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Catalog

---Contents---
Grasses
Perennials A
Perennials B-D
Perennials E-H
Perennials I-L
Perennials M-P
Perennials Q-Z
Shrubs A-H
Shrubs I-Z
Trees
Vines
---Helpful Lists---
Rock Gardens
Perennials For Shade
Shrubs For Shade
Butterfly and Hummingbird Plants
Perennials for Damp to Wet Areas
Zone Map
 
 
 

The plants are listed in alphabetical order by botanic name in each of the divisions listed on the left. Botanically speaking, the catalog divisions are somewhat arbitrary -- if you don't find it in Shrubs, look in Trees.

Please note the definitions of the cultural terms used in this catalog at the end of this page.


Please order as early as possible. Some species (as indicated on the individual plant entries) won't be available until Fall or next Spring.

Cultural Terms

To help you chose what plants would be suitable for your landscape projects, here are my definitions of the cultural terms used in the Catalog. The requirements for light, soil and moisture are based on experience and what is in the literature (often contradictory). Keep in mind the nursery is located in Zone 6 in the Southern Appalachian mountains. A hot, coastal region would require less sun and more moisture during the summer for a given plant.

Sun
A full day or almost almost a full day of direct sunlight
Lt. shade
About half a day of direct sun-afternoon sun counts more than morning sun
Mod. shade
Needs a little direct sun
Full shade
No direct sun but still lots of light. Bright, filtered shade-like the shade of tall, open trees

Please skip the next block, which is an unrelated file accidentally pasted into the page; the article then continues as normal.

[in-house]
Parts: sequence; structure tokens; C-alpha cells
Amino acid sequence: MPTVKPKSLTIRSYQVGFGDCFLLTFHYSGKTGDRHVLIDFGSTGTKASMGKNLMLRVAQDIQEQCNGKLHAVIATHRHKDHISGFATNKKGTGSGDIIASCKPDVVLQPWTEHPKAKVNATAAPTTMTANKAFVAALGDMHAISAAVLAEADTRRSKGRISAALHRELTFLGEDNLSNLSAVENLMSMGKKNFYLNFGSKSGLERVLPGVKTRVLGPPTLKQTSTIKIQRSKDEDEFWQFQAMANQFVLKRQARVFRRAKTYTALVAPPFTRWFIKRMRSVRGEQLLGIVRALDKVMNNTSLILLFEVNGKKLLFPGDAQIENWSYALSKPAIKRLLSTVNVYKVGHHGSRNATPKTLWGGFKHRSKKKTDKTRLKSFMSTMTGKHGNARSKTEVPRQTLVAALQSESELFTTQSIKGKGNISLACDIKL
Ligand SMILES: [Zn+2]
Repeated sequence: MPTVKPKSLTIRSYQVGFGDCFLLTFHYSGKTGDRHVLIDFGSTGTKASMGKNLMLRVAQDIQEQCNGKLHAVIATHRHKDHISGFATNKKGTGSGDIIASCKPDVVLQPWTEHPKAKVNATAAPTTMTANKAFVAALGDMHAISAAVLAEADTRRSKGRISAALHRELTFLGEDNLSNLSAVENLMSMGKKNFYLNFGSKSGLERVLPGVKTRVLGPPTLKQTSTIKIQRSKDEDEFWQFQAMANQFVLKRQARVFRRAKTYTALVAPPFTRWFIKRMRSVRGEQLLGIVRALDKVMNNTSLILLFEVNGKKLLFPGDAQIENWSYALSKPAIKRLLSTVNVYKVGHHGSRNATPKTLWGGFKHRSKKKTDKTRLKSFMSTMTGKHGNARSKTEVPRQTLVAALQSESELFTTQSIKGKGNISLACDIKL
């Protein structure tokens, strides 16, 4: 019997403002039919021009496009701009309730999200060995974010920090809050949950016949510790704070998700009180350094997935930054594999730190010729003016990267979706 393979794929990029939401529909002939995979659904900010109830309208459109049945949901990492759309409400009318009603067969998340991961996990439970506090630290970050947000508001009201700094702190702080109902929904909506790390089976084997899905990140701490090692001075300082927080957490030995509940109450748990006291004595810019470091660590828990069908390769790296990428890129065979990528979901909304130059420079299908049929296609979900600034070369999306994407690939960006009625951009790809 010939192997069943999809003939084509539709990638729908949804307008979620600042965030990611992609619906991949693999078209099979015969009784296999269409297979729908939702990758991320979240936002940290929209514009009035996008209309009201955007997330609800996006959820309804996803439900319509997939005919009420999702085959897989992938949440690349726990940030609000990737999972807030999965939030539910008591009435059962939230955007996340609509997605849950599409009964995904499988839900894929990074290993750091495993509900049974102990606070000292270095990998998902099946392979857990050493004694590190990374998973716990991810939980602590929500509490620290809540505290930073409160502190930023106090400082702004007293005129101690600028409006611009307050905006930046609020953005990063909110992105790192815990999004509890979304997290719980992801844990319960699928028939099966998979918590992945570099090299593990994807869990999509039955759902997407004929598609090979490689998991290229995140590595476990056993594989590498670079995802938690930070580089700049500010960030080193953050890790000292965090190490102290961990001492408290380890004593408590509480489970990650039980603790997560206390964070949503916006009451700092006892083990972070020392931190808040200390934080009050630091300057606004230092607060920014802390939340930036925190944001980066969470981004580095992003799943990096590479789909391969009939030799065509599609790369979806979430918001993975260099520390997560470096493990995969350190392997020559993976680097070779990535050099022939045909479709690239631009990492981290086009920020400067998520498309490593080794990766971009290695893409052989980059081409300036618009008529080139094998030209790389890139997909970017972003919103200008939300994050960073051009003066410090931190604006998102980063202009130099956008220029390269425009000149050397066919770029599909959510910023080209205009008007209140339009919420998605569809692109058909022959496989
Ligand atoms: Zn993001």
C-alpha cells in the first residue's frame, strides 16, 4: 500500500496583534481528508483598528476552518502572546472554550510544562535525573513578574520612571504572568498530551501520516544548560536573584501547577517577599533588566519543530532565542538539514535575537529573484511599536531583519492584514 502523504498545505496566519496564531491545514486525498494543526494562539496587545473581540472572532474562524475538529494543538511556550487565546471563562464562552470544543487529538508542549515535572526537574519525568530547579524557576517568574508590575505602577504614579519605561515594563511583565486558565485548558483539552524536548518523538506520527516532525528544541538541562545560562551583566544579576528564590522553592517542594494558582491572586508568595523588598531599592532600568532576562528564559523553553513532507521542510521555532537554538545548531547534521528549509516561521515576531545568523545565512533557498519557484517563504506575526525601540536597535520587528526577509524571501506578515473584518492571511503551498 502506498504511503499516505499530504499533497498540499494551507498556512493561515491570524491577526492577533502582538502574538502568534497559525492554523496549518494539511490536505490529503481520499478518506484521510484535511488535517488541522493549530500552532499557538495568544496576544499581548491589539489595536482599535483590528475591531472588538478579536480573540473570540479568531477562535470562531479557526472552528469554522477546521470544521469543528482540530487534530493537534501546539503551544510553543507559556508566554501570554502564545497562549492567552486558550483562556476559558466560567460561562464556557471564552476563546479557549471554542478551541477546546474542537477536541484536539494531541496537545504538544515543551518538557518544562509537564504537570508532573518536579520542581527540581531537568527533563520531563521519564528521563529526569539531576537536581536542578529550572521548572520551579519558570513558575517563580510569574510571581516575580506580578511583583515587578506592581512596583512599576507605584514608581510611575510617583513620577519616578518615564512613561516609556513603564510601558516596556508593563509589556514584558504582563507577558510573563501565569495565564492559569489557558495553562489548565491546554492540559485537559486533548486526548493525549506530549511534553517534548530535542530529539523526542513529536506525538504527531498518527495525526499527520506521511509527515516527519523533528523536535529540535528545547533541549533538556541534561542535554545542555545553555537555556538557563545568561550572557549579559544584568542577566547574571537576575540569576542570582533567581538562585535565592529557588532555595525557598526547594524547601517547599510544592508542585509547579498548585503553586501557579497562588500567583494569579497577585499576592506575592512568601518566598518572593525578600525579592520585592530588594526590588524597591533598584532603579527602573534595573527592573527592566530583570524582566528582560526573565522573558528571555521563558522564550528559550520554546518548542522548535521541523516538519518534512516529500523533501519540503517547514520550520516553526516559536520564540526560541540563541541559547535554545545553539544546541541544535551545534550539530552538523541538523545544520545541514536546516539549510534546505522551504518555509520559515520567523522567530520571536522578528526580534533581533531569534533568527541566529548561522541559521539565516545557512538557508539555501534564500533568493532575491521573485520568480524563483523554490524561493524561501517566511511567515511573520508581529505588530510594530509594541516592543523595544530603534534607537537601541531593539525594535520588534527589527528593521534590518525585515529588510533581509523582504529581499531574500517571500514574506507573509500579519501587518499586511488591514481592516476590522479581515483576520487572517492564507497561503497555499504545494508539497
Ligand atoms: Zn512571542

Dense shade
The shade found under a Dogwood tree or the north side of a house.
Average soil
Decent garden soil that has some organic matter and is fairly loose. I don't mean sterile sand, compacted clay or road gravel.
Rich soil
Mostly well rotted organic matter
Wet soil
Squishy and maybe a little standing water at times.
Moist soil
The soil should be damp under the surface layer at all times. A decent cover of mulch and watering during the dry periods will keep plants that like moist soil happy.
Well drained
Essential for plants that are prone to root diseases. If the water ponds up in the front yard after a heavy rain take extra care with species that prefer good drainage. Just loosening the soil or working in coarse mulch my not do it. The hole just dug may create a mini-bog if water has no place to go. Plant on a slope if possible or at the least, plant in a very shallow hole and mound up soil around the base -- sort of a "raised bed" planting.

"Excellent shape and very timely shipping. Wonderful, healthy root systems. Looking foward to receiving the new catalog hot off the press." - L.L.B. Leland,MS


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Elk Mountain Nursery ~ P.O.Box 599 ~ Asheville ~ NC ~ 28802
Modified: 3/13/2008